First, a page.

If these events have natural causes, why invoke God at all, then?  Why not say that some things just happen to exist, without anything causing them to exist?  Why not just say that the universe and the stuff in it is just there?  The reason is that everything in the universe is finite and contingent.  Pick any object in the universe.  Suppose you know everything about that thing—its essential nature and all its intrinsic properties.  That information can’t tell you why that thing should actually exist at all, why it should have that particular nature, or how many instantiations of that thing there actually are.  There’s no logical reason why there might have been a universe without that thing at all.  If there is a reason for the thing’s existence, it must come from outside.  Suppose a thing X can exist for no reason at all.  Then, one might wonder, why don’t instances of X just pop into existence out of nothing all the time?  What’s to stop it?  But if such a thing was possible, there could be no order to the universe, because imaginary objects would always be randomly popping into being.  Therefore, contingent beings can only exist if they’re caused.  Since a collection of contingent beings is still contingent, the only way contingent beings can exist is if something non-contingent exists.  Such a thing would have to be inherently single and totally self-complete and self-sufficient.  One can argue that the only conceivable such being is God.

The above is a version of the so-called “cosmological argument”, which goes back, in its essentials, to Aristotle.  I present a fuller version of the argument in my Defense of Religion.  Philosophers have argued for and against it for millennia.  The important point is that neither evolution by natural selection nor the big bang theory affects the arguments one way or the other.  The cosmological argument is as good as it ever was.  (Conversely, one could say that the argument is as bad as it ever was, since the major objections to it were formulated by Hume and Kant long before The Origin of Species.)

People who think that evolution threatens belief in God tend to have an idea that some kinds of universe could “just exist” without a cause, while others couldn’t.  They see the current world, with all its beauty and order, and they think that surely this world requires an intelligent cause.  When they think of the mess of subatomic particles created by the big bang, though, they think that probably that’s the sort of thing that could “just exist”.  Now, since modern astronomy, geology, and biology tell us how the latter state can naturally give rise to the former, such people will tend to think that their original intuition of a divine providence must have been mistaken.  But in fact, the error was in seeing the primordial “mess of particles” as a random chaos.  In fact, the universe at this time was, in a way, highly ordered and intelligible.  It consisted of a fixed set of particles that obeyed a very precise set of mathematical laws.  It’s only because of this order that the more visible order of our world has come into being.  If the universe had been a true chaos, with no law or regularity, nothing could have come out of it.  So the mess of particles has the same combination of order and contingency that leads one to infer a divine Creator.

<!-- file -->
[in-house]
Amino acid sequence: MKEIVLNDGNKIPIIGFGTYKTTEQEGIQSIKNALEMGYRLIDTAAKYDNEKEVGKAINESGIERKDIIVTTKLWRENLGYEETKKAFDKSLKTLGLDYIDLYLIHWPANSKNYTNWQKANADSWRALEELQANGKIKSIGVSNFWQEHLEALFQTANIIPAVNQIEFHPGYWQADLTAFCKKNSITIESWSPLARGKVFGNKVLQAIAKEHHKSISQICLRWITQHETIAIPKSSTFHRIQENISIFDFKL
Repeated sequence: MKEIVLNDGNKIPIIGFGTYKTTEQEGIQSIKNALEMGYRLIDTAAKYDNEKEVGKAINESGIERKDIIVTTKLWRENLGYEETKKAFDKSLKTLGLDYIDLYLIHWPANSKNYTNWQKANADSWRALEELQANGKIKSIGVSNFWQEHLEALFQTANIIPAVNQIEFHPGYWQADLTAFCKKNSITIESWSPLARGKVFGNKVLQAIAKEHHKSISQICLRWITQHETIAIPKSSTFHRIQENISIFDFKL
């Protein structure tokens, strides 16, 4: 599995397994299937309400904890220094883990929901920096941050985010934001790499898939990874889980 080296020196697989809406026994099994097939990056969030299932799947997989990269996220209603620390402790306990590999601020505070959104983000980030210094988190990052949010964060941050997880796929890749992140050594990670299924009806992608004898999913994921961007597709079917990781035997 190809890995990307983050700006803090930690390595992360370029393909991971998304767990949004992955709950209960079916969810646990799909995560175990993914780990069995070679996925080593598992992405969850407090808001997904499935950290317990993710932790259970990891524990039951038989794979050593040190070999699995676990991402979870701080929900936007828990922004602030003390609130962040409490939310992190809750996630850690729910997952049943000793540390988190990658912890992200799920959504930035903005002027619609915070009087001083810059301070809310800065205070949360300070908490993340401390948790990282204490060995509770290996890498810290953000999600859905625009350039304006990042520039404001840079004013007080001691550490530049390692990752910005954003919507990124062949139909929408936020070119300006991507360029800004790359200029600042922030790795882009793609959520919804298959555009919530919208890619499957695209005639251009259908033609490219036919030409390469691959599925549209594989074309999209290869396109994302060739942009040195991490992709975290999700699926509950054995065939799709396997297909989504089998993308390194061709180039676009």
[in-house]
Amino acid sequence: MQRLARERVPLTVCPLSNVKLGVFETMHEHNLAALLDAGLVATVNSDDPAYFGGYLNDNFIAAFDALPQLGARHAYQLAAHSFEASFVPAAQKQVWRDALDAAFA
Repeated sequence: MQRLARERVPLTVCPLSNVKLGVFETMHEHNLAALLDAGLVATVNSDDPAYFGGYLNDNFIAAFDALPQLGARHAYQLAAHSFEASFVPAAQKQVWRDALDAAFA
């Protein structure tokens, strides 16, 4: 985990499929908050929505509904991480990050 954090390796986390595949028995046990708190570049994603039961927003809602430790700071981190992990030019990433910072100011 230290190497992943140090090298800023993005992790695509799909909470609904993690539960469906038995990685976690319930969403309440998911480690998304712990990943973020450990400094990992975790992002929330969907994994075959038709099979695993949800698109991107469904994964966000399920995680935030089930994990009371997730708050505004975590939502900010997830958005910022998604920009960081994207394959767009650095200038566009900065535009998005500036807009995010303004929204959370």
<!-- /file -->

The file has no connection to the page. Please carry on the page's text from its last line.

All the most philosophically grandiose claims made for the theory of evolution rest on the idea that natural selection is a mechanism that allows order to come into being out of chaos.  In fact, this is not true.  For natural selection to work, there has to be fixed regularity in the environment and in the laws of nature.  If the “rules of the game” changed from generation to generation, so that what helped one generation to survive hurt the next, natural selection would never be able to operate.  So the correct way to understand Darwin’s mechanism is not that it creates order out of chaos, but that it explains how order in one order can spill over to order in another order.  This is still a remarkable achievement, but one that can’t possibly explain why there should be order at all.  Nor can physics or chemistry explain this.  Science is fundamentally a description of the cosmos, not an explanation.  It tries to determine what the order of the world actually is.  It can’t explain the order itself, however, because it must presuppose this in all its explanations.